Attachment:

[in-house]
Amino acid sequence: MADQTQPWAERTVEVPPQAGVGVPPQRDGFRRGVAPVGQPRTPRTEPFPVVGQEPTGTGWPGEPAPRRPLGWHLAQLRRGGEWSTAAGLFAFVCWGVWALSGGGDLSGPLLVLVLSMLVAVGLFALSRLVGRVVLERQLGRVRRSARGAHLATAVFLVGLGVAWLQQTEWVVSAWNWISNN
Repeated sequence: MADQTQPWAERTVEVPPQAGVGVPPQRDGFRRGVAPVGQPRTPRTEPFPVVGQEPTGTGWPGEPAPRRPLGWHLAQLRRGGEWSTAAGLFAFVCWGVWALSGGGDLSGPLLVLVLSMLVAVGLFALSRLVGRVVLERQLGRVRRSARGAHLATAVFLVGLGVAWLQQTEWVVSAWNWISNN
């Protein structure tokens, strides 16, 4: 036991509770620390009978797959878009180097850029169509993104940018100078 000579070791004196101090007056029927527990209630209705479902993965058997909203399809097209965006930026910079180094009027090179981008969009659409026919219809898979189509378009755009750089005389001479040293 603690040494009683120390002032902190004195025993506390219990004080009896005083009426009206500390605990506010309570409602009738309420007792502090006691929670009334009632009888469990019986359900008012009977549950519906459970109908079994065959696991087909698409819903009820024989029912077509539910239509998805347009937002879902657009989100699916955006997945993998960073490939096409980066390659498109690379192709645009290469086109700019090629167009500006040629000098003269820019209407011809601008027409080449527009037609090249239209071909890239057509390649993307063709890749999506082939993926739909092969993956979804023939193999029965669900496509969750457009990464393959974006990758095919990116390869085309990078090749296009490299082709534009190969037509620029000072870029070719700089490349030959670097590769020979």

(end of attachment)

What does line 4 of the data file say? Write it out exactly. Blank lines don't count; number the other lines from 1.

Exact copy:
């Protein structure tokens, strides 16, 4: 036991509770620390009978797959878009180097850029169509993104940018100078 000579070791004196101090007056029927527990209630209705479902993965058997909203399809097209965006930026910079180094009027090179981008969009659409026919219809898979189509378009755009750089005389001479040293 603690040494009683120390002032902190004195025993506390219990004080009896005083009426009206500390605990506010309570409602009738309420007792502090006691929670009334009632009888469990019986359900008012009977549950519906459970109908079994065959696991087909698409819903009820024989029912077509539910239509998805347009937002879902657009989100699916955006997945993998960073490939096409980066390659498109690379192709645009290469086109700019090629167009500006040629000098003269820019209407011809601008027409080449527009037609090249239209071909890239057509390649993307063709890749999506082939993926739909092969993956979804023939193999029965669900496509969750457009990464393959974006990758095919990116390869085309990078090749296009490299082709534009190969037509620029000072870029070719700089490349030959670097590769020979």